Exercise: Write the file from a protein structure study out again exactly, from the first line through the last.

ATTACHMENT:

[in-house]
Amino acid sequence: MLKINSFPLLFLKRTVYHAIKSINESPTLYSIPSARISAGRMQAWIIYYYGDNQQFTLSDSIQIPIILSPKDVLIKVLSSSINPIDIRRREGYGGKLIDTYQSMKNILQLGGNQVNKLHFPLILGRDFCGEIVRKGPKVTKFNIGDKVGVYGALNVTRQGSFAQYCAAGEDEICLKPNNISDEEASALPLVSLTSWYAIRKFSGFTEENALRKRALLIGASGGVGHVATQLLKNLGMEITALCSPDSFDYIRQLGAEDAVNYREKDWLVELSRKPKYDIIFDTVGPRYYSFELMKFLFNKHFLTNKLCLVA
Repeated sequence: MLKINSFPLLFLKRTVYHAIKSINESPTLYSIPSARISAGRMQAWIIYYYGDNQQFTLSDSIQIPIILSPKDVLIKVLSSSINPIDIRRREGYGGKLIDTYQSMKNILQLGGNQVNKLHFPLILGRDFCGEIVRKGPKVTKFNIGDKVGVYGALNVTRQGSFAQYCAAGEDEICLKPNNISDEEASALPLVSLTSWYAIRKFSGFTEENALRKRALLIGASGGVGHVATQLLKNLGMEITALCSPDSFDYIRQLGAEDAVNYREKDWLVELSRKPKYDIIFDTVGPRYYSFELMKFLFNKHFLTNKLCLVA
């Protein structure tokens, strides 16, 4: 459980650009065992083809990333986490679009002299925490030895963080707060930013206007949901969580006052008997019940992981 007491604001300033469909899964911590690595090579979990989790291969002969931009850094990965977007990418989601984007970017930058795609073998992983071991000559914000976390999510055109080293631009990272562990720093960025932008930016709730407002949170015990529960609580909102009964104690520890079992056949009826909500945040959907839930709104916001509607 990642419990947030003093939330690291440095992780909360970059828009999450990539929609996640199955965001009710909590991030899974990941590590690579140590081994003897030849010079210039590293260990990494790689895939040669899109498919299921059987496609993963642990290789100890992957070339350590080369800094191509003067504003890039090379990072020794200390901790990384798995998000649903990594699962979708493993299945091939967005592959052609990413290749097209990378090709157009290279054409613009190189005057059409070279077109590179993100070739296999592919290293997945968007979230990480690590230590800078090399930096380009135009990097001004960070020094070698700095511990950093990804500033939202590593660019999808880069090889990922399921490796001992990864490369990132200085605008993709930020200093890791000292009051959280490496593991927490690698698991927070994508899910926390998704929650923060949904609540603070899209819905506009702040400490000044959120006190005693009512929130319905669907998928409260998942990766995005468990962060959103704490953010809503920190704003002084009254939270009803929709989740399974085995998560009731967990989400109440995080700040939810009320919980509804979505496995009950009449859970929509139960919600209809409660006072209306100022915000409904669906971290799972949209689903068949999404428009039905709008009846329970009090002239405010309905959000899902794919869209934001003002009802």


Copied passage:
[in-house]
Amino acid sequence: MLKINSFPLLFLKRTVYHAIKSINESPTLYSIPSARISAGRMQAWIIYYYGDNQQFTLSDSIQIPIILSPKDVLIKVLSSSINPIDIRRREGYGGKLIDTYQSMKNILQLGGNQVNKLHFPLILGRDFCGEIVRKGPKVTKFNIGDKVGVYGALNVTRQGSFAQYCAAGEDEICLKPNNISDEEASALPLVSLTSWYAIRKFSGFTEENALRKRALLIGASGGVGHVATQLLKNLGMEITALCSPDSFDYIRQLGAEDAVNYREKDWLVELSRKPKYDIIFDTVGPRYYSFELMKFLFNKHFLTNKLCLVA
Repeated sequence: MLKINSFPLLFLKRTVYHAIKSINESPTLYSIPSARISAGRMQAWIIYYYGDNQQFTLSDSIQIPIILSPKDVLIKVLSSSINPIDIRRREGYGGKLIDTYQSMKNILQLGGNQVNKLHFPLILGRDFCGEIVRKGPKVTKFNIGDKVGVYGALNVTRQGSFAQYCAAGEDEICLKPNNISDEEASALPLVSLTSWYAIRKFSGFTEENALRKRALLIGASGGVGHVATQLLKNLGMEITALCSPDSFDYIRQLGAEDAVNYREKDWLVELSRKPKYDIIFDTVGPRYYSFELMKFLFNKHFLTNKLCLVA
């Protein structure tokens, strides 16, 4: 459980650009065992083809990333986490679009002299925490030895963080707060930013206007949901969580006052008997019940992981 007491604001300033469909899964911590690595090579979990989790291969002969931009850094990965977007990418989601984007970017930058795609073998992983071991000559914000976390999510055109080293631009990272562990720093960025932008930016709730407002949170015990529960609580909102009964104690520890079992056949009826909500945040959907839930709104916001509607 990642419990947030003093939330690291440095992780909360970059828009999450990539929609996640199955965001009710909590991030899974990941590590690579140590081994003897030849010079210039590293260990990494790689895939040669899109498919299921059987496609993963642990290789100890992957070339350590080369800094191509003067504003890039090379990072020794200390901790990384798995998000649903990594699962979708493993299945091939967005592959052609990413290749097209990378090709157009290279054409613009190189005057059409070279077109590179993100070739296999592919290293997945968007979230990480690590230590800078090399930096380009135009990097001004960070020094070698700095511990950093990804500033939202590593660019999808880069090889990922399921490796001992990864490369990132200085605008993709930020200093890791000292009051959280490496593991927490690698698991927070994508899910926390998704929650923060949904609540603070899209819905506009702040400490000044959120006190005693009512929130319905669907998928409260998942990766995005468990962060959103704490953010809503920190704003002084009254939270009803929709989740399974085995998560009731967990989400109440995080700040939810009320919980509804979505496995009950009449859970929509139960919600209809409660006072209306100022915000409904669906971290799972949209689903068949999404428009039905709008009846329970009090002239405010309905959000899902794919869209934001003002009802």